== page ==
"Is it really hollow?" asked Jennie of the old mate.

"Yessum, it certainly is. Why, it's the smoke-pipe, you know," was the
reply. "We have an engine in the lazarette that'll take us along more'n
three knots in dead calm weather. It's been a lot o' help, when the wind
has been light and ahead, fer picking up the boats. Ye know a whale
always makes dead to windward, mostly, an' if the wind is light and we've
got to go a long ways, the poor devils would most starve waitin' fer us,
like they used to do in the old times. The lower mast is iron. There's
lots of them that way now. The soot makes the canvas black sometimes, but
there ain't no sparks to speak of ever comes out of that top, as it's
mostly blubber we burns."

Jackwell became silent for several minutes, and then, as his eyes were
still directed at the masthead, I looked again and noticed the topsail
yard settled below the lower masthead.

"How do you suppose he keeps it up like that?" I asked Jackwell, trying
to be civil.

"Keeps what up like what?" he said, in his old tone.

"The yard," I answered shortly.

"Oh, mostly by force of habit, I reckon," said he, nodding sarcastically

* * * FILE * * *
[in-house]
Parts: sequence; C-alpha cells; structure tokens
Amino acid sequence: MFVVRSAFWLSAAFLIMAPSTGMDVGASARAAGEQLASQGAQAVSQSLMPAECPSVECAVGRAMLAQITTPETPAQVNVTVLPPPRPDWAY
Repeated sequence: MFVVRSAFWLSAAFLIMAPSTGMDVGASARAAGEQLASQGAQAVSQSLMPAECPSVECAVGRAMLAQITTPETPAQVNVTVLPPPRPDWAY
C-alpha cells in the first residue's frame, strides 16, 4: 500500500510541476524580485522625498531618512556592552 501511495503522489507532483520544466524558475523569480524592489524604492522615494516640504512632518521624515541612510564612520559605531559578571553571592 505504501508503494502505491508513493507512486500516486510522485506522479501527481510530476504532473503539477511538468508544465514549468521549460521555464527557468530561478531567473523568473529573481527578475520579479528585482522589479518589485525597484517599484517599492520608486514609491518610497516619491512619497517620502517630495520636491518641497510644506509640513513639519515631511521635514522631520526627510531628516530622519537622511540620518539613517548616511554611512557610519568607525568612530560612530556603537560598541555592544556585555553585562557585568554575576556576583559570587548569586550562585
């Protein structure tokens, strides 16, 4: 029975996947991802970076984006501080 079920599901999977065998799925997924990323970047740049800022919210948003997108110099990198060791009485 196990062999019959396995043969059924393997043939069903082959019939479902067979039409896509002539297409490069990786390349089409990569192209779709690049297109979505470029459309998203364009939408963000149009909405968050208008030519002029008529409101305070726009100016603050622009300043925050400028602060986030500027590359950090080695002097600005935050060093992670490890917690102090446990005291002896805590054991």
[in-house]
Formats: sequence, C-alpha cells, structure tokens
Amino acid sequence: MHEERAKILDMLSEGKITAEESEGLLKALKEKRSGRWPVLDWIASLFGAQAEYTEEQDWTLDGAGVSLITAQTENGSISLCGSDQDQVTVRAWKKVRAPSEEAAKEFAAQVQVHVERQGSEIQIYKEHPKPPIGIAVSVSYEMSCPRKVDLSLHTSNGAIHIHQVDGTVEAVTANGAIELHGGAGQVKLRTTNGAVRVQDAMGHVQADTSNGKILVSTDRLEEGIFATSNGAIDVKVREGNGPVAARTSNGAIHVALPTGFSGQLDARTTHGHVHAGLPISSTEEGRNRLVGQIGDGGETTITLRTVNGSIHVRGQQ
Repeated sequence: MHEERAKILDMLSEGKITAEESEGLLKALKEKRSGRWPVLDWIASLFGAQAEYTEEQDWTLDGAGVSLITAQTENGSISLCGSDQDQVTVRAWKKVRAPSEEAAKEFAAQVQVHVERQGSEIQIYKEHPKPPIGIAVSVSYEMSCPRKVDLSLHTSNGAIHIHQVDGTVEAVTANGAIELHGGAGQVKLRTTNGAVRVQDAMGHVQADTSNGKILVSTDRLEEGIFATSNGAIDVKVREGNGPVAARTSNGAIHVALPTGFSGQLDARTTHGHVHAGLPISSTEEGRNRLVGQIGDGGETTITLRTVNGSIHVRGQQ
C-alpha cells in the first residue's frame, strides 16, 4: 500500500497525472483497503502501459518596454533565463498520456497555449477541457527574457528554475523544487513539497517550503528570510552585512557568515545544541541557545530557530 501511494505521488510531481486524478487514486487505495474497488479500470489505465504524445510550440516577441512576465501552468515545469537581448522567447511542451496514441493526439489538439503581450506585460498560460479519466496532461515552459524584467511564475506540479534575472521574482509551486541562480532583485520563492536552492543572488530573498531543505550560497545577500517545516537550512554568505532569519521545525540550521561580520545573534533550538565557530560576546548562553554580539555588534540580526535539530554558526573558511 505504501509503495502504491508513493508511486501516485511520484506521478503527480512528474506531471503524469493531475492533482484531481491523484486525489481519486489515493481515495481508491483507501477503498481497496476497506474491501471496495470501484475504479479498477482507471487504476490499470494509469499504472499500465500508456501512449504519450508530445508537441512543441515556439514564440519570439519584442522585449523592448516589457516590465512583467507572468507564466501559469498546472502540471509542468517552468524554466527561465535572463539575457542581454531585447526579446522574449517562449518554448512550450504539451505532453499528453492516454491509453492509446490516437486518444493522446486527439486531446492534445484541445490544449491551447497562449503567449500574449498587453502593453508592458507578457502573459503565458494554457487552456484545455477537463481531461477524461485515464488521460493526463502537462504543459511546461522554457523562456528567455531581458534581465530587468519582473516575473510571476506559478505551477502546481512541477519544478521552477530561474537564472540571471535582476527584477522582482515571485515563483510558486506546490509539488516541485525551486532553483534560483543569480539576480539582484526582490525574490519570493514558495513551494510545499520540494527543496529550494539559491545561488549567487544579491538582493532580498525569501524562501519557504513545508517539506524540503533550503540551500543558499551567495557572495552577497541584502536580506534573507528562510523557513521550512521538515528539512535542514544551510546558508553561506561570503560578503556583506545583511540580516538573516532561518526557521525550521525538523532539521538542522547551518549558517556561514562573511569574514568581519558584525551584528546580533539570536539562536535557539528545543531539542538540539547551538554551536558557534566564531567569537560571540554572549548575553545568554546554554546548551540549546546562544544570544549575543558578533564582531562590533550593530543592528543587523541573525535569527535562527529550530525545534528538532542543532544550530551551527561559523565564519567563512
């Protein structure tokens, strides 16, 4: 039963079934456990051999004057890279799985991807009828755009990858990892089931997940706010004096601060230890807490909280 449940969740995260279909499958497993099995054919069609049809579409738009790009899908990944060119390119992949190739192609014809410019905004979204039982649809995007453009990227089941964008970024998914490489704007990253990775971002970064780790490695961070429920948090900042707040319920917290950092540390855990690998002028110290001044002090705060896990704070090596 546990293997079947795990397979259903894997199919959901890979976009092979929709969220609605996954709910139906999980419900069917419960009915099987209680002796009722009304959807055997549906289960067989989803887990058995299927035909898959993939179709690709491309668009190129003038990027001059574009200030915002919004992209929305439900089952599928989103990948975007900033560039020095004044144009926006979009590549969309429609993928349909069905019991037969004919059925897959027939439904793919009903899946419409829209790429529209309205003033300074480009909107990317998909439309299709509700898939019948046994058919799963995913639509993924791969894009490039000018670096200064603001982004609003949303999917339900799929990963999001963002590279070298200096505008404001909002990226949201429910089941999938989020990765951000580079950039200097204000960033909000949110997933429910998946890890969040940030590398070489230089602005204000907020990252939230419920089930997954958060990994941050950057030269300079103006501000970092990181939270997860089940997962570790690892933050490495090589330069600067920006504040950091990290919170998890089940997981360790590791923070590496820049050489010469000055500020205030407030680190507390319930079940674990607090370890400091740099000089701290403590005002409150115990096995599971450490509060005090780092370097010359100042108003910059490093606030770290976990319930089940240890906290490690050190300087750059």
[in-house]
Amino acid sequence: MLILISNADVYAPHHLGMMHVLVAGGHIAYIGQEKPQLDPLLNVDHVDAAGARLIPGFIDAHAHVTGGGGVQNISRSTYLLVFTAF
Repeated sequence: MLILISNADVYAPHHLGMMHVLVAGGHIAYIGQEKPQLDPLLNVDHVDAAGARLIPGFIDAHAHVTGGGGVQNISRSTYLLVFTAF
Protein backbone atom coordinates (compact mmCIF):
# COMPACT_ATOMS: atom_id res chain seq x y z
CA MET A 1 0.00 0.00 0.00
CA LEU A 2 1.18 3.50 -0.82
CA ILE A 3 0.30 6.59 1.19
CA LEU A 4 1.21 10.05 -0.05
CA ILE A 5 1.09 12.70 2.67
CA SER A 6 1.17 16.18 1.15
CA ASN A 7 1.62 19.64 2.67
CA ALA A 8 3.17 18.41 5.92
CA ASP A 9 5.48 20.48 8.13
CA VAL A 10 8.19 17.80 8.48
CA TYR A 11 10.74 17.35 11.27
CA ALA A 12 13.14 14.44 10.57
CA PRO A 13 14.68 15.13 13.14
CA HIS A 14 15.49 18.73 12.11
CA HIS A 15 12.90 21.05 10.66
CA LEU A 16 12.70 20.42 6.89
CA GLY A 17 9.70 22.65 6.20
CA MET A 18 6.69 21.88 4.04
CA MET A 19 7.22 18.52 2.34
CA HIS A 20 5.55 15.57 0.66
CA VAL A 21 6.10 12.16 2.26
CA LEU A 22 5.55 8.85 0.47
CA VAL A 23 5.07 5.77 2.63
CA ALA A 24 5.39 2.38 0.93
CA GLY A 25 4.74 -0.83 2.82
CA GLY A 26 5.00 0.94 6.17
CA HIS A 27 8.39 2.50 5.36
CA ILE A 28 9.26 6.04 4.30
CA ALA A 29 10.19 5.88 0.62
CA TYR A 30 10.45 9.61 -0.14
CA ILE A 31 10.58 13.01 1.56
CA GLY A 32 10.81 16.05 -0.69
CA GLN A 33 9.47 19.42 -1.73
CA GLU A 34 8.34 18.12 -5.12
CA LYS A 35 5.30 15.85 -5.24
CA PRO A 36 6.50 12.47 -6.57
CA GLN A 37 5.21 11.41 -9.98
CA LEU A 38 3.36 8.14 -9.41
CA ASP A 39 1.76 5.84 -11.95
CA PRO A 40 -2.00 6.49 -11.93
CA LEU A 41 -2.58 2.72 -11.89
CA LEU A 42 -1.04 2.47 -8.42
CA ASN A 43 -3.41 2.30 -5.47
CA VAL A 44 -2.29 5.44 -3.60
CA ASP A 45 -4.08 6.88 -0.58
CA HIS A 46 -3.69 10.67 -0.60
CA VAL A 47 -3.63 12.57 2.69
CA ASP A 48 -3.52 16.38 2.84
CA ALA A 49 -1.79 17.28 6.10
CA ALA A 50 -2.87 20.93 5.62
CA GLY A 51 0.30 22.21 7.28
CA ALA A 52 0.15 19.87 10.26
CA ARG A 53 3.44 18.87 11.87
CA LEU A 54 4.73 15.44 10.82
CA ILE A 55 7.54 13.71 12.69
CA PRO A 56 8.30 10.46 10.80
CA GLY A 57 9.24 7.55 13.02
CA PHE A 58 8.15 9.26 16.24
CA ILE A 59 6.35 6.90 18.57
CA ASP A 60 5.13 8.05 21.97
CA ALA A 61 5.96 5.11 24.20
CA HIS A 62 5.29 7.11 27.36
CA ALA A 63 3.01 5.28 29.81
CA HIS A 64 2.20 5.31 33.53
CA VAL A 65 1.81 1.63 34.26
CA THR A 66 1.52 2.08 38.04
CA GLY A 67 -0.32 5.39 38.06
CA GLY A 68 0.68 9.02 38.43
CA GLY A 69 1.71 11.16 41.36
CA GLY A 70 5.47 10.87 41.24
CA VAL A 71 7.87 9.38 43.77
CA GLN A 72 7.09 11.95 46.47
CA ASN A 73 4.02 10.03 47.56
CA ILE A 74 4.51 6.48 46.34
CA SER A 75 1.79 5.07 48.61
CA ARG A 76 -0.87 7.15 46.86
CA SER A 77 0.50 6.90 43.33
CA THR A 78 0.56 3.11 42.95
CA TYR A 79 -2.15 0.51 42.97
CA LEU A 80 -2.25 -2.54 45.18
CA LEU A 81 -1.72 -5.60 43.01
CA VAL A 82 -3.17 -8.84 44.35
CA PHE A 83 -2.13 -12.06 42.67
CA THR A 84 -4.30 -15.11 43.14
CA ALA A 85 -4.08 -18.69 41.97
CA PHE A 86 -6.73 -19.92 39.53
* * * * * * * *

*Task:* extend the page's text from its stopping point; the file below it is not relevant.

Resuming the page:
at me and wrinkling his nose. "That's it, ain't it, Henry? Your yards
stay mastheaded mostly by force o' habit, hey? They don't need no ropes."

I saw I was not forgotten, so afterward I kept quiet when he spoke. In a
moment or two after this there was a wild yell from forward. This
terminated into a deep bass roar, and we all jumped up to see what was
the matter.

The form of a man sat on the starboard cat-head, and in his mouth was a
horn of enormous size, the mouth being fully three feet across.

"Sooaye, Sooa-a-aye!" he roared. "Make way fer the great king o' the

I saw the fellow had on a long, rope-yarn beard and a wig to match, while
a pair of black wings hung from his shoulders.

While he called, creatures swarmed over the bows. Men with beards and men
without, some holding long spears and streamers, and some with
three-pronged tridents, all having huge heads with grotesque faces, and
forked tails which hung down behind.

"Hooray fer the king o' the sea!" bawled the fellow through the horn; and
then the motley crowd yelled in chorus, some blowing huge conch-shells,
and all making a most hideous racket.

Jennie stopped her ears and gazed, laughing at the throng. She had been
across the line before in some of the older ships with her father, and
knew of the practice. Mrs. Sackett and Captain Henry cheered and waved
their handkerchiefs, but Jackwell sat silently looking on. Finally all of
us went to the break of the poop, where we could get a better view, and
just as we arrived, a monstrous form came over the knight-heads and stood
forth on deck.

The fellow had a beard fully a fathom long, and he stood nearly two